We often find systems and technologies that are slow, unstable, offer little flexibility, and are just plain outdated. Even searching a website for a particular piece of furniture can be a burden because site data hasn’t been structured for optimal findability. In some cases, the incompatibility of such critical backend systems like inventory, shipping, warehouse, and pricing is so bad they can’t even “talk” to each other.
Inaccurate Stock Keeping Unit Mapping
A customer falls in love with a king-size bed that’s all they see—a bed. However, the backend database doesn’t see it that way. It sees individual components that, in their totality, make up a bed: headboard, footboard, side rails, bottom slats, adjustable leg extenders, etc. Each of those individual components has its own Stock Keeping Unit or SKU. Properly mapping these stock-keeping units across different systems is a very common problem in the furniture world.
Inconsistent Product Categorization
Another issue has to do with how products are grouped. Furniture retailers tend to present products with other complementary products, often from the same “collection.” Curating those collections and maintaining the proper nomenclature in order to present customers with a clear and consistent journey is critical. Can a bedroom set be a collection or does a collection by definition cross multiple categories (and don’t get us started on the whole sofa vs. couch thing)?

Technology Solutions

  • Re-platformed clients who were on outdated legacy technology systems to modern, future-proof eCommerce systems enhancing site speed and providing much-needed flexibility and adaptability.
  • Transitioned clients onto headless eCommerce systems, thereby uncoupling the frontend system from the backend system, allowing clients to not only make rapid changes to the customer-facing part of their site without negatively affecting backend systems, but do so without the need of a frontend developer or designer.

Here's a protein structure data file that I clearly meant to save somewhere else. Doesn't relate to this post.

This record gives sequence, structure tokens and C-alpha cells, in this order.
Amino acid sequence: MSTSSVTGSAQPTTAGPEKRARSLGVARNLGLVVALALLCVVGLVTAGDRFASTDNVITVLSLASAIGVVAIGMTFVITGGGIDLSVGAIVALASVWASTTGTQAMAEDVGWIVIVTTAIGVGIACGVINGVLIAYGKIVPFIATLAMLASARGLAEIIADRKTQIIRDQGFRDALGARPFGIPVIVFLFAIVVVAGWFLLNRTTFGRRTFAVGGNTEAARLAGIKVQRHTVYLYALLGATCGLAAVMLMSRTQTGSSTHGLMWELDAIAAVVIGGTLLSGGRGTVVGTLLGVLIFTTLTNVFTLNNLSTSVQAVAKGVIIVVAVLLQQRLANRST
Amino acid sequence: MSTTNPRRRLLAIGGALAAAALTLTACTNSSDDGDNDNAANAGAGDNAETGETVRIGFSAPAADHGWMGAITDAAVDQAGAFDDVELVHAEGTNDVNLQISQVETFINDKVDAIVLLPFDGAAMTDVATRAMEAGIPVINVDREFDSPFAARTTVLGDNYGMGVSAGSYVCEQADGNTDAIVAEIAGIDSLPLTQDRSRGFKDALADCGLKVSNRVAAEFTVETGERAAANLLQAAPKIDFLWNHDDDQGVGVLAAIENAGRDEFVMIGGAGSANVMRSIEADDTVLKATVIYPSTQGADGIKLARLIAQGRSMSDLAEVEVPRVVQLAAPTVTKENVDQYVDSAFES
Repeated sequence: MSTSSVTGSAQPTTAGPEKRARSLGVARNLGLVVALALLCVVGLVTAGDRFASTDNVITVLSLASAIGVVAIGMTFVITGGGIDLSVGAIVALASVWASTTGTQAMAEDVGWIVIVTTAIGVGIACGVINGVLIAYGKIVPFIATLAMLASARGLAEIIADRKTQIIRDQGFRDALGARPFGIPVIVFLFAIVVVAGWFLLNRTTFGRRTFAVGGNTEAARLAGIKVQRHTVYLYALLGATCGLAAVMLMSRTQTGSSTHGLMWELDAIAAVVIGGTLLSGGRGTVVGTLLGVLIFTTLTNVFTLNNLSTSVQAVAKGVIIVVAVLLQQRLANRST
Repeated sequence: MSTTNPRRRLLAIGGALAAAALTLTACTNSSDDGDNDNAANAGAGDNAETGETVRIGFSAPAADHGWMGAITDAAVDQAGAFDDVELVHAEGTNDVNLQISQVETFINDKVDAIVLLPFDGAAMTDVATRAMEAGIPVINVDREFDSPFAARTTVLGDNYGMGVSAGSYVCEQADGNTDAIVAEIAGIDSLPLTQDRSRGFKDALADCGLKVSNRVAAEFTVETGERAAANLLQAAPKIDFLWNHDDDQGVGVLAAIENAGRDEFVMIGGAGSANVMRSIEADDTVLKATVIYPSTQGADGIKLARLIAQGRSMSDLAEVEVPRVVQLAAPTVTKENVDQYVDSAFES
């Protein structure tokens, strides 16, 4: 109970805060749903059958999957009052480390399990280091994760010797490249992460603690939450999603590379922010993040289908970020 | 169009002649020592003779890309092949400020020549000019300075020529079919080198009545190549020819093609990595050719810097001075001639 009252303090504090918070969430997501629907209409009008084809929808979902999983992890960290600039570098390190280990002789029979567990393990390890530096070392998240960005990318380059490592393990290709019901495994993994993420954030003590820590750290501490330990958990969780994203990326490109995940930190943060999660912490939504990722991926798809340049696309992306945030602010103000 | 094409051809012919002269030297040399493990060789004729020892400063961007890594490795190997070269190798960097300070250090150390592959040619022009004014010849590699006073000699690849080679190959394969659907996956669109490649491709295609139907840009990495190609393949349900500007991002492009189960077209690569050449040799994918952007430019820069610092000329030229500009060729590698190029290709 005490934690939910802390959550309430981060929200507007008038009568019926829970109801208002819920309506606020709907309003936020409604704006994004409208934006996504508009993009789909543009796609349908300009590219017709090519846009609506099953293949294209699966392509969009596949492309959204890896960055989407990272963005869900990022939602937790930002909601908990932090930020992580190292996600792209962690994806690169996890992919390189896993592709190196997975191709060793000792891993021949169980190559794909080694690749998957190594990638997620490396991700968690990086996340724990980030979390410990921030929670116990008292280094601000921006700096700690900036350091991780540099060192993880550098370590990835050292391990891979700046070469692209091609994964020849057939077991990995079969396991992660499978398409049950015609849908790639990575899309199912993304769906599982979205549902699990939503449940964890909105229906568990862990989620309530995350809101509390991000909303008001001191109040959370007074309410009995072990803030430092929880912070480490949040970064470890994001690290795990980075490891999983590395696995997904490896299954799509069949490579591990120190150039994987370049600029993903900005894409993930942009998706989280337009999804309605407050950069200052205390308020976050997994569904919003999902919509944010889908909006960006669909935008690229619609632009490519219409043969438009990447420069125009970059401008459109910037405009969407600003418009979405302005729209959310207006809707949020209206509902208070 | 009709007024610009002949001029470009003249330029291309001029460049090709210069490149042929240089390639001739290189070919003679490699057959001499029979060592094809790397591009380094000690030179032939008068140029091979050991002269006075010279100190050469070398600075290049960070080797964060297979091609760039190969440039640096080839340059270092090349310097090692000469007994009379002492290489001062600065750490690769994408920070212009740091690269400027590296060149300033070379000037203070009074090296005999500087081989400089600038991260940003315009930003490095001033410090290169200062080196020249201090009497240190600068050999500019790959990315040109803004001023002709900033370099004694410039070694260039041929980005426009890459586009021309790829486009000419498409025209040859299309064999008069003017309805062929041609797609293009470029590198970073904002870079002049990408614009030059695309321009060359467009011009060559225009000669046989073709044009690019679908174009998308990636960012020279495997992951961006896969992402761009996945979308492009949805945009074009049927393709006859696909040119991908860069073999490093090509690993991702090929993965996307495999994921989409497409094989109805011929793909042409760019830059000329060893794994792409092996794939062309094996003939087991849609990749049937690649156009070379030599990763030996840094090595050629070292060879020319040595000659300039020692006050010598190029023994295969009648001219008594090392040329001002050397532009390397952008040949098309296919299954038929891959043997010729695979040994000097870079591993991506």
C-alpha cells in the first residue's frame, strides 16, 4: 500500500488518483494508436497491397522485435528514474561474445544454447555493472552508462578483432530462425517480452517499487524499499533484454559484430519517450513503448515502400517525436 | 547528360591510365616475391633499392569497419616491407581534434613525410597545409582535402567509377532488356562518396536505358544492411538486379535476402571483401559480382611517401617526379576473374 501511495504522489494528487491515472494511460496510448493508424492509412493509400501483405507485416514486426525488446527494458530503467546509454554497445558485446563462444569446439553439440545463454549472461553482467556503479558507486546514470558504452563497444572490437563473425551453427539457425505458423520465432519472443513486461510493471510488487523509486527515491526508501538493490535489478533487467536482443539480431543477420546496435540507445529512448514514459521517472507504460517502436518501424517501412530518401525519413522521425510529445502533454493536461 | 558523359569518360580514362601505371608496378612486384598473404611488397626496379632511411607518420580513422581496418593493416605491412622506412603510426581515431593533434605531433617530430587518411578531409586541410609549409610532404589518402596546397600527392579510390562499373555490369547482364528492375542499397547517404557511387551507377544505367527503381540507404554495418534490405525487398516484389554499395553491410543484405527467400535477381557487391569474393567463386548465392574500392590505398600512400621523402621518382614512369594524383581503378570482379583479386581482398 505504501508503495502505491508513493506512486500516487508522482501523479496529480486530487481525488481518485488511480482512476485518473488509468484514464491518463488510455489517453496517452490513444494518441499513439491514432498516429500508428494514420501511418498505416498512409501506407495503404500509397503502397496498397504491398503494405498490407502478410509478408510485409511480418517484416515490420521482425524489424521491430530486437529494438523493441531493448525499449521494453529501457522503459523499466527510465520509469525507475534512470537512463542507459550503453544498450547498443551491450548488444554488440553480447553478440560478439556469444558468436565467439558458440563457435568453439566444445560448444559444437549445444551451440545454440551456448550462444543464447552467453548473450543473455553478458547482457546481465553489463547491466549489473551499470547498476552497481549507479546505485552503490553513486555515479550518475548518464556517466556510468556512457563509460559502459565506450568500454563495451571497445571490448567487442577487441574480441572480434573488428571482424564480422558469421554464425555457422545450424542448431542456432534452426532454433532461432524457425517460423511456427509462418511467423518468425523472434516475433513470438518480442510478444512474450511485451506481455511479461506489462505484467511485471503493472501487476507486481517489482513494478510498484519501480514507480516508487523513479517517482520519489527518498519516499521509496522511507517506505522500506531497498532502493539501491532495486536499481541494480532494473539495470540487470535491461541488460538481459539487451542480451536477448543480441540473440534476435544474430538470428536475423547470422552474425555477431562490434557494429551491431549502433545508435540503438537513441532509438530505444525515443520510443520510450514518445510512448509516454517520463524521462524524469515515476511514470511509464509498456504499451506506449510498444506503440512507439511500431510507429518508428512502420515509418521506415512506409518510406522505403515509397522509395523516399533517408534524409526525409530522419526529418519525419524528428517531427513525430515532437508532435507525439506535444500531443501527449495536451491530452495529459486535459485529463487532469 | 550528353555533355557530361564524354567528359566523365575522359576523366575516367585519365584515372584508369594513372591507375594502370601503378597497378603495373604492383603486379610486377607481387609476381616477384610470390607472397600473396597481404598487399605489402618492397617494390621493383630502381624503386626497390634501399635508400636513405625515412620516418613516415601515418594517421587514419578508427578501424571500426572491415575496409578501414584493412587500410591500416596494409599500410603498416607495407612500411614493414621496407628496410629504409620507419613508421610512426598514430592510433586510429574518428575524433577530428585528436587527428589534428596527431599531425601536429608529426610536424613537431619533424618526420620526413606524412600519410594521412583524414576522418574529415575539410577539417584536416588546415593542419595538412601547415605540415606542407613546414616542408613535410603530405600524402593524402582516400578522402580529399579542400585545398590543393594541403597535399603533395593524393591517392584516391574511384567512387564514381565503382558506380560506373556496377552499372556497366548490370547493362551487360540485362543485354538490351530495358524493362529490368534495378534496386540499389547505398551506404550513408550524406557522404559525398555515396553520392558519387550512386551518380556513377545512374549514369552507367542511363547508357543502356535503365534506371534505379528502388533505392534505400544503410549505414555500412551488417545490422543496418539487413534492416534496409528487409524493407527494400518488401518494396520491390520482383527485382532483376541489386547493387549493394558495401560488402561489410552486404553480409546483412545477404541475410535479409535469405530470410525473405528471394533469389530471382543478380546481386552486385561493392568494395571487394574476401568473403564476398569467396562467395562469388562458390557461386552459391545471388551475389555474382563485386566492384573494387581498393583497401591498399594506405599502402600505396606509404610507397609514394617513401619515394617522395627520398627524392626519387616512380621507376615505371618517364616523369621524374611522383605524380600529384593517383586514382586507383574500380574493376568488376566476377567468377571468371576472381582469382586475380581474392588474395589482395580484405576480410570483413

• Documented project plans specifically designed to minimize the risk of legacy data schemas and database logic while driving iterative improvements.

Marketing Pain Points

One could argue that “marketing” is simply another word for “selling.” Either way, it’s anything but simple. It’s an extremely complex process with lots of moving parts where pain points are bound to occur. Some of those pain points often involve:
Flawed Digital Brand Expression and Execution
The furniture industry is a very visual industry. Whether it’s on a website, in a newspaper insert, or on the showroom floor, a sale is often won or lost based solely on the customer’s impression upon first seeing a particular piece of furniture. Unfortunately, many furniture stores don’t follow or don’t have brand or design guidelines to ensure that they can present their products—literally— in the best possible light.
Inadequate Product Descriptions
A description of a bedroom set or sectional sofa isn’t just meant to present the customer with an accurate accounting of what they’re made of, what colors they come in, or how comfortable they are. In a sense, the description is there to pre-sell the customer; which is why having an accurate and compelling description is an important component of the overall sales process. Sadly, many descriptions do little beyond supplying the basic facts about the piece.